He never bothered to become a naturalised British citizen because it would not have made any difference to his life, but it did have an effect on mine. In the days when I still had an ambition to become Scotland's Walter Winchell the BBC rejected my application for a job on the grounds that my father was an alien. Nowadays, judging by some of its programmes, you have to be an alien to get into the BBC, or at least have a near relative from outer space. I don't want to be judgemental about my parents because I loved them both and they loved me and Sheila but they certainly didn't get on with each other too well.

They just couldn't communicate. My mother wanted my father to "make something of himself" but his mind just didn't work the way my mother wanted. Apart from his work as an upholsterer, at which he was an acknowledged master, he was an incurable gambler, his only interests being cards, dogs and horses. Sometimes when we were out together and someone passed in a Rolls Royce I would say to him, "Look, Dad, there's a bookie driving your car." He always laughed wryly. My father didn't like responsibility or making decisions. One morning before he went to work my mother gave him a slip of paper with an address near Queen's Park. "Come to that address after work, Joe," she told him. "We're moving." Not once in our lives did Sheila and I ever go on holiday with our parents. In fact I don't remember us going anywhere as a family, to a cinema, or a picnic or the circus or any of the places other families went. On school holidays my mother took Sheila and me to her family in London.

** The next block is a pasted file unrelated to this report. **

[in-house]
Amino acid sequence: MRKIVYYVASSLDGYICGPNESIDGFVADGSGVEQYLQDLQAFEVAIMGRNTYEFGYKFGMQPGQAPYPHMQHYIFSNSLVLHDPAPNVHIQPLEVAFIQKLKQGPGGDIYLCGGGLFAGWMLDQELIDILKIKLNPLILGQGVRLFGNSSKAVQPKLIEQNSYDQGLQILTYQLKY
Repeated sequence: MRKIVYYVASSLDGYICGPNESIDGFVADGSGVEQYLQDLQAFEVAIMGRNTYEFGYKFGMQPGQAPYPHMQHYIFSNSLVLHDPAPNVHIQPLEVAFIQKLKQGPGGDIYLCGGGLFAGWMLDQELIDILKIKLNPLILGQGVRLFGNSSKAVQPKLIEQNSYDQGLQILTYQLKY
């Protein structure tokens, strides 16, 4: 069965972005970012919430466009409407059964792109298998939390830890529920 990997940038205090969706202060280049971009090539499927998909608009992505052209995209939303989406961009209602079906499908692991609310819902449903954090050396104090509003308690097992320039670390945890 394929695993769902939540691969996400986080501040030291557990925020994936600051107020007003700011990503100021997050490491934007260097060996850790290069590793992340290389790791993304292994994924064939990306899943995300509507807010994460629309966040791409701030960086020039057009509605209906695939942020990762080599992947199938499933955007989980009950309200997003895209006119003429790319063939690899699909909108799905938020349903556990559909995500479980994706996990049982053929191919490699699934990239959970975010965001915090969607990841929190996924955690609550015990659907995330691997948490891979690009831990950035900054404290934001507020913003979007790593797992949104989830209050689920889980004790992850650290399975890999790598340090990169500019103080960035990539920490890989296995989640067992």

My father stayed behind and passed the time in whatever way he could. My mother's mother and father had a grocer's shop in Bow in the East End of London. Their name was Steinberg, which was printed in large letters above the shop. One day when I was playing on the pavement at the door of the shop a parade of Blackshirts, the gang of thugs led by Sir Oswald Mosley, founder in 1932 of the British Union of Fascists, marched passed the shop. As they passed, one of their number stepped out and hit me hard on the face with the back of his hand sending me reeling across the pavement. My face stung for days afterwards.

My mother and father had a battle every Friday night when he handed over his wages. She wanted to see his pay packet showing the amount of his pay and overtime if appropriate and he stoutly resisted what he considered to be an invasion of his privacy, not to mention the slur on his integrity. This was a common attitude, even among the indigenous population. Men just didn't want their wives to know what they earned because they feared being left with less than they considered their due.